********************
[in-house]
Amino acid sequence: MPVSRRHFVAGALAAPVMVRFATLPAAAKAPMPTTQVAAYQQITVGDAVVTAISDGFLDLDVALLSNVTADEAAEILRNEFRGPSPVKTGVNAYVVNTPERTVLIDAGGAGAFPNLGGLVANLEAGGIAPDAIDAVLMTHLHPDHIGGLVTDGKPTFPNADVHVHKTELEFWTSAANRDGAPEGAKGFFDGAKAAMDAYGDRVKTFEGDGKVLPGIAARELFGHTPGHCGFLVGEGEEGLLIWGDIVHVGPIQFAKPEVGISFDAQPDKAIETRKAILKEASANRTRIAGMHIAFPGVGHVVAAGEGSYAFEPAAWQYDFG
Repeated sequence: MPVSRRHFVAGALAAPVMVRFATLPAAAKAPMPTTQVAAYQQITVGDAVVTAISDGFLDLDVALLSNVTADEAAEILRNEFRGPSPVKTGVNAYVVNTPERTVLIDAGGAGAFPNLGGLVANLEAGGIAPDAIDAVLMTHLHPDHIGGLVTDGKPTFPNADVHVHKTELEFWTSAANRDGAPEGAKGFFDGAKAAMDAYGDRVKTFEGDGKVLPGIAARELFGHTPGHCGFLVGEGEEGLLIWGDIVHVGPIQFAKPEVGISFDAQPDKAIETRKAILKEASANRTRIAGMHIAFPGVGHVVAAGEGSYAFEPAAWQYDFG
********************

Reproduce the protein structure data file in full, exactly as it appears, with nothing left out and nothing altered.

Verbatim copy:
[in-house]
Amino acid sequence: MPVSRRHFVAGALAAPVMVRFATLPAAAKAPMPTTQVAAYQQITVGDAVVTAISDGFLDLDVALLSNVTADEAAEILRNEFRGPSPVKTGVNAYVVNTPERTVLIDAGGAGAFPNLGGLVANLEAGGIAPDAIDAVLMTHLHPDHIGGLVTDGKPTFPNADVHVHKTELEFWTSAANRDGAPEGAKGFFDGAKAAMDAYGDRVKTFEGDGKVLPGIAARELFGHTPGHCGFLVGEGEEGLLIWGDIVHVGPIQFAKPEVGISFDAQPDKAIETRKAILKEASANRTRIAGMHIAFPGVGHVVAAGEGSYAFEPAAWQYDFG
Repeated sequence: MPVSRRHFVAGALAAPVMVRFATLPAAAKAPMPTTQVAAYQQITVGDAVVTAISDGFLDLDVALLSNVTADEAAEILRNEFRGPSPVKTGVNAYVVNTPERTVLIDAGGAGAFPNLGGLVANLEAGGIAPDAIDAVLMTHLHPDHIGGLVTDGKPTFPNADVHVHKTELEFWTSAANRDGAPEGAKGFFDGAKAAMDAYGDRVKTFEGDGKVLPGIAARELFGHTPGHCGFLVGEGEEGLLIWGDIVHVGPIQFAKPEVGISFDAQPDKAIETRKAILKEASANRTRIAGMHIAFPGVGHVVAAGEGSYAFEPAAWQYDFG